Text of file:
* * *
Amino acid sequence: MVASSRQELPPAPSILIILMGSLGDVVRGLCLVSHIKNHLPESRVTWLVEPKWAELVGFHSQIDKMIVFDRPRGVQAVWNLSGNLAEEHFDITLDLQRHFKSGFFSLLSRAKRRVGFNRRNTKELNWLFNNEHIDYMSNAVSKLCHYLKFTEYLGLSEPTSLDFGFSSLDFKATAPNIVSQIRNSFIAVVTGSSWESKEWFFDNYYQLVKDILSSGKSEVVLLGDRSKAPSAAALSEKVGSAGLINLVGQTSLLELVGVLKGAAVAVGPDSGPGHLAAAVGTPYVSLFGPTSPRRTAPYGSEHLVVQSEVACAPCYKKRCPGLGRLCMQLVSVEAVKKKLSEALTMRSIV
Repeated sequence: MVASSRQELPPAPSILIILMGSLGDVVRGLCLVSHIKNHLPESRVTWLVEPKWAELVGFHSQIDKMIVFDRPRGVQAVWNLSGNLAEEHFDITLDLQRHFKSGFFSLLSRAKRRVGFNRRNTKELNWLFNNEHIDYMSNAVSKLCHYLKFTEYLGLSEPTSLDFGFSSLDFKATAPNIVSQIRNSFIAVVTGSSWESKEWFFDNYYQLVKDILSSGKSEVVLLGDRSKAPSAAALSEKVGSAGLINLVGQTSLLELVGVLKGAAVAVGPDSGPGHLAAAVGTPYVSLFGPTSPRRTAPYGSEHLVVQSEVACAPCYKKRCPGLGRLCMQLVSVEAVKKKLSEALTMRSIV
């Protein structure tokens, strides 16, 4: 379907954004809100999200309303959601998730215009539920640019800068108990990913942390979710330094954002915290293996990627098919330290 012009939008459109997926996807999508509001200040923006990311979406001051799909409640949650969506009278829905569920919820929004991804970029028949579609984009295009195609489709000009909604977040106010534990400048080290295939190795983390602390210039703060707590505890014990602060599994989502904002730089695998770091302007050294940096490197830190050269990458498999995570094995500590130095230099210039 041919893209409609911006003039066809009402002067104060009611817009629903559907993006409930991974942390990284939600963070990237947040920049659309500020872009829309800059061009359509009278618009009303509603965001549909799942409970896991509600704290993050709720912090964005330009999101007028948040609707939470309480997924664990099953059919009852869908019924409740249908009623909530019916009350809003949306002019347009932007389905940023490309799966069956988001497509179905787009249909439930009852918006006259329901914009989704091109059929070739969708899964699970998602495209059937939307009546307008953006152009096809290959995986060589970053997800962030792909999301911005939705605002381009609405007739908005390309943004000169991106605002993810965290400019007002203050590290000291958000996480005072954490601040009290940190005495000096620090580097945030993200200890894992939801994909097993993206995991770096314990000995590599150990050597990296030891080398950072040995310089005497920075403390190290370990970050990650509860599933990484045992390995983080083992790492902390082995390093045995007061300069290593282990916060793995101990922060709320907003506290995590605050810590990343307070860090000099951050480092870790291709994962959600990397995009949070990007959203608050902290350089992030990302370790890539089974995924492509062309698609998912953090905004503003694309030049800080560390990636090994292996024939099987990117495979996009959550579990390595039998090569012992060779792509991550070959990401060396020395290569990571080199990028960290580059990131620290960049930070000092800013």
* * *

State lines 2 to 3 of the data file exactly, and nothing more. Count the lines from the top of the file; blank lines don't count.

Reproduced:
Repeated sequence: MVASSRQELPPAPSILIILMGSLGDVVRGLCLVSHIKNHLPESRVTWLVEPKWAELVGFHSQIDKMIVFDRPRGVQAVWNLSGNLAEEHFDITLDLQRHFKSGFFSLLSRAKRRVGFNRRNTKELNWLFNNEHIDYMSNAVSKLCHYLKFTEYLGLSEPTSLDFGFSSLDFKATAPNIVSQIRNSFIAVVTGSSWESKEWFFDNYYQLVKDILSSGKSEVVLLGDRSKAPSAAALSEKVGSAGLINLVGQTSLLELVGVLKGAAVAVGPDSGPGHLAAAVGTPYVSLFGPTSPRRTAPYGSEHLVVQSEVACAPCYKKRCPGLGRLCMQLVSVEAVKKKLSEALTMRSIV
């Protein structure tokens, strides 16, 4: 379907954004809100999200309303959601998730215009539920640019800068108990990913942390979710330094954002915290293996990627098919330290 012009939008459109997926996807999508509001200040923006990311979406001051799909409640949650969506009278829905569920919820929004991804970029028949579609984009295009195609489709000009909604977040106010534990400048080290295939190795983390602390210039703060707590505890014990602060599994989502904002730089695998770091302007050294940096490197830190050269990458498999995570094995500590130095230099210039 041919893209409609911006003039066809009402002067104060009611817009629903559907993006409930991974942390990284939600963070990237947040920049659309500020872009829309800059061009359509009278618009009303509603965001549909799942409970896991509600704290993050709720912090964005330009999101007028948040609707939470309480997924664990099953059919009852869908019924409740249908009623909530019916009350809003949306002019347009932007389905940023490309799966069956988001497509179905787009249909439930009852918006006259329901914009989704091109059929070739969708899964699970998602495209059937939307009546307008953006152009096809290959995986060589970053997800962030792909999301911005939705605002381009609405007739908005390309943004000169991106605002993810965290400019007002203050590290000291958000996480005072954490601040009290940190005495000096620090580097945030993200200890894992939801994909097993993206995991770096314990000995590599150990050597990296030891080398950072040995310089005497920075403390190290370990970050990650509860599933990484045992390995983080083992790492902390082995390093045995007061300069290593282990916060793995101990922060709320907003506290995590605050810590990343307070860090000099951050480092870790291709994962959600990397995009949070990007959203608050902290350089992030990302370790890539089974995924492509062309698609998912953090905004503003694309030049800080560390990636090994292996024939099987990117495979996009959550579990390595039998090569012992060779792509991550070959990401060396020395290569990571080199990028960290580059990131620290960049930070000092800013």